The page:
By Amy Zingsheim, UWRF undergraduate in Physics who spent the summer with IceCube collaborators in Aachen, Germany
Aachen, Germany Summer 2019
The start of my summer adventures began the moment I stepped into the Minneapolis St. Paul Airport. For some, the idea of traveling via airplane is as natural as shopping for groceries. However, for a person who had never been more than 500 miles from home, everything about airplane travel was completely foreign. I made sure to arrive plenty early to the airport and successfully boarded my first of three flights for the trip. It was while sitting on my second flight for an hour delay before taking off due to bad weather that I realized that the time schedule of airplane travel is highly variable and a 50 minute transfer time is probably never a good idea. My suspicions were confirmed when I missed my third flight, but luckily there was another one just 2 hours later. When I got off my last flight, I was not very confident that my luggage had made it through with me, so when it didn’t show up on the belt, I was not too surprised. I talked to the helpful people at the lost baggage place and gave them the address for where I would be staying for the next 8 weeks (it was successfully delivered just one day later).
Then it was time for me to figure out train travel in Europe. I went up to this sky train place that the people from the lost baggage place said was where I should go to find a train. There was this confusing ticket machine and I ended up having to use my intermediate Spanish knowledge to ask this lady for help. Turns out I had to ride the sky train to the actual train station where I could then get a ticket to Aachen. I got to the train station and acquired a ticket for a train that was leaving in four minutes. I found the right platform and was able to hop on the correct train, although I was not convinced that it was the correct train until I actually arrived in Aachen. I have come to know that a train line name will display the last stop in the line, so I should have been confident I was on the correct train all along since Aachen Hbf was the name on the line.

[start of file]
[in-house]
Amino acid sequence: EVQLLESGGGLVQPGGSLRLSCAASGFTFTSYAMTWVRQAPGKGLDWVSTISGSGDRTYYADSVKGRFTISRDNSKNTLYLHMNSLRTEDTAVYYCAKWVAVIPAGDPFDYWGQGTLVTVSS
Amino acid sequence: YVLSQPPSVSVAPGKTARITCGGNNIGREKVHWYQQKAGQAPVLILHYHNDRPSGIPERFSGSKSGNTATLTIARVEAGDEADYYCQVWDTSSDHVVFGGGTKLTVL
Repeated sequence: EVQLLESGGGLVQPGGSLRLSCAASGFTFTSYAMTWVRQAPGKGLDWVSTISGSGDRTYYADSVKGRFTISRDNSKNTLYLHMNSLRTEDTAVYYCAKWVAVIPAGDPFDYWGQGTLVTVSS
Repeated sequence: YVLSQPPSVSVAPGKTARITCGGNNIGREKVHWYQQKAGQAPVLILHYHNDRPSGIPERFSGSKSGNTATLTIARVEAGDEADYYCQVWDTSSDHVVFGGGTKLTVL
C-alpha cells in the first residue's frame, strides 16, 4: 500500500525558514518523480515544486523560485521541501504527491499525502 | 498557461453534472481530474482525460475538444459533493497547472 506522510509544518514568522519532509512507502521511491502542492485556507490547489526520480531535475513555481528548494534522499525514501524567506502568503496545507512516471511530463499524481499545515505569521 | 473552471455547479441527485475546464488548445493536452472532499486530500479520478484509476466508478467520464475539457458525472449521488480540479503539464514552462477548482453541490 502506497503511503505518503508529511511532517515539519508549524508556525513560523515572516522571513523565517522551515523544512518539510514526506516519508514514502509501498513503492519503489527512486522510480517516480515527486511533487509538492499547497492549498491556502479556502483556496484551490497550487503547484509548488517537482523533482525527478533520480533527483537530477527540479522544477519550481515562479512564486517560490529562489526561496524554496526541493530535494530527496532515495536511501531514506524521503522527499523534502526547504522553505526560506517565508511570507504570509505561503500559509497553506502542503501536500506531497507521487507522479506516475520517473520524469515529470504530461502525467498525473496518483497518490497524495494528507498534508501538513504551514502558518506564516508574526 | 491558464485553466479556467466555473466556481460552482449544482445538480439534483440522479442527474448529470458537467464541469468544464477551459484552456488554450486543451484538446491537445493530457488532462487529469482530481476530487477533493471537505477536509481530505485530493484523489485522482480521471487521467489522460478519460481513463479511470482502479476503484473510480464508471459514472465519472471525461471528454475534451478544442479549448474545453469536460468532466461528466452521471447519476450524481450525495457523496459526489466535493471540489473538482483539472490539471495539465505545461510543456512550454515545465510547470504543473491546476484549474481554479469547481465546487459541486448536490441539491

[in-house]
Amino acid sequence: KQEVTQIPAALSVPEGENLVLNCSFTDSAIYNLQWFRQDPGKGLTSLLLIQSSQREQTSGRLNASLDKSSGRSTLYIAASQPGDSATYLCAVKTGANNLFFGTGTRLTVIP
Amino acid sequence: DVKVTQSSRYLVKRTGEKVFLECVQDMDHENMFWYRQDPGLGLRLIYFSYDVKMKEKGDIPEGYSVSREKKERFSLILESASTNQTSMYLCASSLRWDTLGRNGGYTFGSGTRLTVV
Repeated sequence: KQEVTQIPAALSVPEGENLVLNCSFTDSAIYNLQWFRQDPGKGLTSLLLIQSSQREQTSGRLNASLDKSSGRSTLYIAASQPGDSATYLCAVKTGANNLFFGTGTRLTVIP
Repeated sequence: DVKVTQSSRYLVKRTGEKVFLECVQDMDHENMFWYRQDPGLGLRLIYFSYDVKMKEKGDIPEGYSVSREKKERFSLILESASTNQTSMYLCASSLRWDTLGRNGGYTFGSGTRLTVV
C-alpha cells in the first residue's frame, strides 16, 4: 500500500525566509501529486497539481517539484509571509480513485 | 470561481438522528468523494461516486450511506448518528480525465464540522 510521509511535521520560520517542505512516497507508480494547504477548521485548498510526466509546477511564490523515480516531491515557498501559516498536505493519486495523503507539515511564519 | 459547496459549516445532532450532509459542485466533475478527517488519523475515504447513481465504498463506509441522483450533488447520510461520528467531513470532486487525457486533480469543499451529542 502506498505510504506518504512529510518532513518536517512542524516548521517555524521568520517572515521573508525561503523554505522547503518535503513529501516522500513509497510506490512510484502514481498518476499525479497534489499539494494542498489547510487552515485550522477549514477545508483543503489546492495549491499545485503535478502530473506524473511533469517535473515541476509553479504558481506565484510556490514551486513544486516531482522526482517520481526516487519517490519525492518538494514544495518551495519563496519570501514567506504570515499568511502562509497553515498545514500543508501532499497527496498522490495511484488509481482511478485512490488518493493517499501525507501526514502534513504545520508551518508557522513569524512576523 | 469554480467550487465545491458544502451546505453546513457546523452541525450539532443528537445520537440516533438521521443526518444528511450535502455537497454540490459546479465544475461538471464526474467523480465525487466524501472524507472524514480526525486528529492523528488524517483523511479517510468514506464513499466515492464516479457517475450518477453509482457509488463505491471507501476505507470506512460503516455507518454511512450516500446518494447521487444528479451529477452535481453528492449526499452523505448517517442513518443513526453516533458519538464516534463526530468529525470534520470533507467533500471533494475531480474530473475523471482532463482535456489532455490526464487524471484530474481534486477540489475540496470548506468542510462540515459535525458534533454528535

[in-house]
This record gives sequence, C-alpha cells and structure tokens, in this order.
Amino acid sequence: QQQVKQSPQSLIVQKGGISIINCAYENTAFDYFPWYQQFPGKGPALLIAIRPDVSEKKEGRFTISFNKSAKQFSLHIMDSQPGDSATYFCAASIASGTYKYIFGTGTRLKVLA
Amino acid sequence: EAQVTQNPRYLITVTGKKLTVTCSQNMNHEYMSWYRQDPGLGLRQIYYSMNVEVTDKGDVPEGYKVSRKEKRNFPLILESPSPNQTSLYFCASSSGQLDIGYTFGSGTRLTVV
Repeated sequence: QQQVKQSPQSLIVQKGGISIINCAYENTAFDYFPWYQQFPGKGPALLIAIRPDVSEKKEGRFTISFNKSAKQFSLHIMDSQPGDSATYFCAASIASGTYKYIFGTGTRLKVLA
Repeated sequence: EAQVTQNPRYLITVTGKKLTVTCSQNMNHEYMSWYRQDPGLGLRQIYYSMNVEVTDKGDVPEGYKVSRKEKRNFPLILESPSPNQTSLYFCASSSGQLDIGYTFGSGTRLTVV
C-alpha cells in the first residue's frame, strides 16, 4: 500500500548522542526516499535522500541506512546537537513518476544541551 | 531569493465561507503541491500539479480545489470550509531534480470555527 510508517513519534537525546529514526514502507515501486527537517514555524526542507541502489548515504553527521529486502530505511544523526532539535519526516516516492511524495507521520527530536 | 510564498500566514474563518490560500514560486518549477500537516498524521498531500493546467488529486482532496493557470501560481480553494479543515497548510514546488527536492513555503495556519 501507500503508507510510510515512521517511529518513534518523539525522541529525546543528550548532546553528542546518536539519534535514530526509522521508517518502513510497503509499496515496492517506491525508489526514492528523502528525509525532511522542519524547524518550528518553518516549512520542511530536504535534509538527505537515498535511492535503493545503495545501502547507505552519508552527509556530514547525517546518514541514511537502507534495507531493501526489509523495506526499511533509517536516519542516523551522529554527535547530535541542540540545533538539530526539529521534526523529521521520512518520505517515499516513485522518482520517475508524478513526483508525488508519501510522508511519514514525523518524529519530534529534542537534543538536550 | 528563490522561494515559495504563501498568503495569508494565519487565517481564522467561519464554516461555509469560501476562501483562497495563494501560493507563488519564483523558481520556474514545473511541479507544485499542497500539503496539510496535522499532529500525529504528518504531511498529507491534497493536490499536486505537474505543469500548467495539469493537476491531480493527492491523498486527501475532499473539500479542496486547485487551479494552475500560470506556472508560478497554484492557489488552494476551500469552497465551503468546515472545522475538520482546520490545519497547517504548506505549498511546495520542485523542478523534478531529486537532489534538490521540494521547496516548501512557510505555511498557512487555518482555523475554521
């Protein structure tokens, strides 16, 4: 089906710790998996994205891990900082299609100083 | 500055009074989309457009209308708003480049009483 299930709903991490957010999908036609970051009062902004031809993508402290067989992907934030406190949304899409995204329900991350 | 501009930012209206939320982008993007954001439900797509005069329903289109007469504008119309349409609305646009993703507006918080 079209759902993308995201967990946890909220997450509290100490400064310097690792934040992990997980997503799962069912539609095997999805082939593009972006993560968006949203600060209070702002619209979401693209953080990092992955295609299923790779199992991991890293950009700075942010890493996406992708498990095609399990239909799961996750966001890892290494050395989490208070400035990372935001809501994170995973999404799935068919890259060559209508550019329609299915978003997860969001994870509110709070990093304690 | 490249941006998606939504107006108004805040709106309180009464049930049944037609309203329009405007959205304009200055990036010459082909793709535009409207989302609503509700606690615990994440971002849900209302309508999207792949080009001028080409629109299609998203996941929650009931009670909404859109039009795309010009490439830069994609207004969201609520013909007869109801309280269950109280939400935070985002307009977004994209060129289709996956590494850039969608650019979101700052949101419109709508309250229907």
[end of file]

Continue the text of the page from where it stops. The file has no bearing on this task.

After successfully arriving in Aachen and checking into my boarding house, I took a short nap before going on a brief tour of the city. By 8pm, I began to feel a little dizzy, so I went to bed and before long it was morning. Besides the dizziness the night before, I didn’t feel any effects from my long trip, so, map in had with a route drawn in pencil, I set out towards the physics buildings of RWTH Aachen University. Now, google maps said it would take me 50 minutes to walk there, but what google maps didn’t account for was the inability of people like me to successfully transfer the paper world into the real one. Long story short, it took me an hour and a half to reach the University the first two days (hey, there were a lot of possible wrong tuns).
That first week, I was introduced to the active base (see featured photo) that I would be running tests with and analyzing data from (the active base is connected to a PMT and waveforms can be produced to see PMT signals). I learned how to solder and only partially accidentally melted one plastic thing. My fellow office mates were friendly enough and would switch over to speaking English whenever they had something to say to me.
I started taking measurements with the active base and outlined what I hoped to learn from doing different analyses on the waveforms. On the list was transit time, charge distribution, noise, and pulse amplitude.